Most of us remember something about Central Market, down the slope from Raimondi College.
The large, squarish building was just a short distance from the central bus terminus back in the 1950s and ’60s. We would have passed by the market most days during the week if we had to take the bus to school.
The live market with the noisy stalls left a lasting impression on anyone who ventured inside, although it was not always an appealing one.
Eddie Chiu 趙善普 had long associated the place with mayhem. “It used to smell terrible of chicken pooh in the old days,” he said. He also can’t forget the “fishy smell, dirty wet floors.”
It is hard to describe the routine goings-on inside the market without being graphic.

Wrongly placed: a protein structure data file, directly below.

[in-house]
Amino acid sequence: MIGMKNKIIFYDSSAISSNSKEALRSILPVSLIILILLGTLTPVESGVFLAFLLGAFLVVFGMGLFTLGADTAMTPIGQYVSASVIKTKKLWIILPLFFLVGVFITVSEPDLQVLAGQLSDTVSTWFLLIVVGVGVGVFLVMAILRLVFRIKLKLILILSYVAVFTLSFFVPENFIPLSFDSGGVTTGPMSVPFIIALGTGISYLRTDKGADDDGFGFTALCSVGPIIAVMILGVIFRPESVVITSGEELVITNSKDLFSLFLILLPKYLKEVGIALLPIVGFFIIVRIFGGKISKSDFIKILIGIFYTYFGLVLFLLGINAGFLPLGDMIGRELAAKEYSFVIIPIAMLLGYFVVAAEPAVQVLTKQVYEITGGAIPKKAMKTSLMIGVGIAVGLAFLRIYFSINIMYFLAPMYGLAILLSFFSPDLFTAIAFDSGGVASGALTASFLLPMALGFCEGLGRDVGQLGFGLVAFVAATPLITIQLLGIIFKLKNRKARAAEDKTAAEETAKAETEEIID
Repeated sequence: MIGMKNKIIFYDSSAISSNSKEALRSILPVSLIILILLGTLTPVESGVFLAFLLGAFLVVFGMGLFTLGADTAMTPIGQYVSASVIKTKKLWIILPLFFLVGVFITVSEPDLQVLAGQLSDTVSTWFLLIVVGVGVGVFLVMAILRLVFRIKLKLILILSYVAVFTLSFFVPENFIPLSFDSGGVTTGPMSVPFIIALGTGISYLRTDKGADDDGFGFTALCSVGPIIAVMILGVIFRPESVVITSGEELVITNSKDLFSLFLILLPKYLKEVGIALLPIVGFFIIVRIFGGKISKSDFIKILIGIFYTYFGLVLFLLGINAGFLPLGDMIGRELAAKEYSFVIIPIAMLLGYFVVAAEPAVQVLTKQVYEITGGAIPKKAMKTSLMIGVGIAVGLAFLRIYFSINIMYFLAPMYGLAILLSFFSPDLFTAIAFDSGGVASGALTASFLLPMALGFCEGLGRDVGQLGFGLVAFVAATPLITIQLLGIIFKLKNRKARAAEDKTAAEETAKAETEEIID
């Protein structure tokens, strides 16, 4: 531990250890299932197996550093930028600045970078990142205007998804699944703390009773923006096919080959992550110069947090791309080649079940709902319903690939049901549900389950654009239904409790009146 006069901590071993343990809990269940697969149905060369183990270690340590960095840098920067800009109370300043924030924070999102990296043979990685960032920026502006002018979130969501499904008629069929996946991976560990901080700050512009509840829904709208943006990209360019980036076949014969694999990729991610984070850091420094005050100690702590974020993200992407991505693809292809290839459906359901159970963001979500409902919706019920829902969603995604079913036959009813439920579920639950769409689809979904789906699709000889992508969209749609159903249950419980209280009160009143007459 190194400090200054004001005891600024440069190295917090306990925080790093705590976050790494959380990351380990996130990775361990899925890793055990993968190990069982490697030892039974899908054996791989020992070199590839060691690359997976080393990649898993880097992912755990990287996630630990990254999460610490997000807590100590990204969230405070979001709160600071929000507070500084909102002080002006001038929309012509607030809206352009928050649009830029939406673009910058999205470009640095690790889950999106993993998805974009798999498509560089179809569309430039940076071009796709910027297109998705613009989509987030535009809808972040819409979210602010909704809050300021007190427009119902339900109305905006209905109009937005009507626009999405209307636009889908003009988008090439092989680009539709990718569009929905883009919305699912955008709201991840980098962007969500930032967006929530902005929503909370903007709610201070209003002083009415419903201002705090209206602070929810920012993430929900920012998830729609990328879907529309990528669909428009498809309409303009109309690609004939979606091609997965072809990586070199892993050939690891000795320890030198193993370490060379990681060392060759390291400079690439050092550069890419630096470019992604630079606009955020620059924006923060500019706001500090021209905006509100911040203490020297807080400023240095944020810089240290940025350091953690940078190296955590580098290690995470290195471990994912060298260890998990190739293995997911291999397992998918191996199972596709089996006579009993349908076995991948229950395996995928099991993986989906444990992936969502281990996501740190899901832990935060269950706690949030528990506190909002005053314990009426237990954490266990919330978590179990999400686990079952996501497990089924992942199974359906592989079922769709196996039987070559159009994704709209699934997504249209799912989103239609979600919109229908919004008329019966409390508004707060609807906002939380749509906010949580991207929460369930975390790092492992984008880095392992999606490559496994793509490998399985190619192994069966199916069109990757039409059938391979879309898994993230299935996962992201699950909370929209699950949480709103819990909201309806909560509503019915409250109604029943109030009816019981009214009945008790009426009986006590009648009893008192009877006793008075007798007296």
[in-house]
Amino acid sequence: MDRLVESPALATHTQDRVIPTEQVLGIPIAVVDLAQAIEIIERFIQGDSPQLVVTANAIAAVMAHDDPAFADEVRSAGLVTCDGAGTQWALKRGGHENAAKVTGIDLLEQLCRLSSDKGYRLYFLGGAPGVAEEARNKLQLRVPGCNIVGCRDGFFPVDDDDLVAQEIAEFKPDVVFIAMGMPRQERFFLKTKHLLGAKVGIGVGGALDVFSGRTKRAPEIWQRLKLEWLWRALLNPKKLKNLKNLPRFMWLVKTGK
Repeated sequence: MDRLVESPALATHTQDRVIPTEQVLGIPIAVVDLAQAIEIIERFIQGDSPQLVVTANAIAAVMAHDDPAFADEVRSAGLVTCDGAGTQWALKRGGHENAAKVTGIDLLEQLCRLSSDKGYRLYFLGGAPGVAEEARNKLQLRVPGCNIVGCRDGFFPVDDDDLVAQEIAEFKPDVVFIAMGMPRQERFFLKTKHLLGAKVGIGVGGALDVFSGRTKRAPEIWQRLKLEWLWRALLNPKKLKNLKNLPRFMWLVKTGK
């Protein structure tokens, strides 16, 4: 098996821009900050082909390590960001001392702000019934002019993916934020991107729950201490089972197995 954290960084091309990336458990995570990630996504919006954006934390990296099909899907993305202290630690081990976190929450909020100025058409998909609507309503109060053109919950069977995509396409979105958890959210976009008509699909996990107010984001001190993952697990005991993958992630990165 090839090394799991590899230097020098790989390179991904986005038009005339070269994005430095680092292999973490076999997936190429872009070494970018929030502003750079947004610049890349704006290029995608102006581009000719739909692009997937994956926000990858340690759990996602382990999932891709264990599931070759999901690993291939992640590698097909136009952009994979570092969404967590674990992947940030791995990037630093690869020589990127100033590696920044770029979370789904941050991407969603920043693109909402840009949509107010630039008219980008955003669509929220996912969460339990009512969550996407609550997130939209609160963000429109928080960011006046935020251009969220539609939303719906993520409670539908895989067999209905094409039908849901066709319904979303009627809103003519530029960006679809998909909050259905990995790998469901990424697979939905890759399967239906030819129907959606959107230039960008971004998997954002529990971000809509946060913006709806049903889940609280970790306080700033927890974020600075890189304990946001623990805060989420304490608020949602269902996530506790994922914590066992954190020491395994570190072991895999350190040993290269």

“Should we mention how they stripped the frog skin, drain the blood of the chickens through the cut of the neck?”
Eddie has also always wondered why the butchers wore wooden clogs with thick soles.
“All very eye opening for a youngster,” he said.
“It wasn’t a beautiful scene, but that was the fact of life in the ’50s.”
The market ceased operations in 2003.
Revitalization plans were announced in 2009 but it took plenty of time to become reality. The transformation finally happened in 2021.
Eddie discovered on a casual, Sunday-morning stroll that Central Market was not the place of blood and gore that he used to remember anymore.
The building is now a sleek, multi-purpose community hub – a modern “Playground for All” right in Central.
The day he was there, Eddie and his wife Connie joined other spectators in viewing a Miniature Exhibition of models of buildings, street scenes, and various aspects of daily life in Hong Kong. Admission was free for the event held from June to July, 2022.
“Very interesting with all the HK oldies shops and buildings,” Eddie said.
“The craftsmen did a fine, meticulous job on all the details. Salute to their efforts!”
Photos of miniature exhibits: Eddie Chiu
Past photos of Central Market: Wikimedia Commons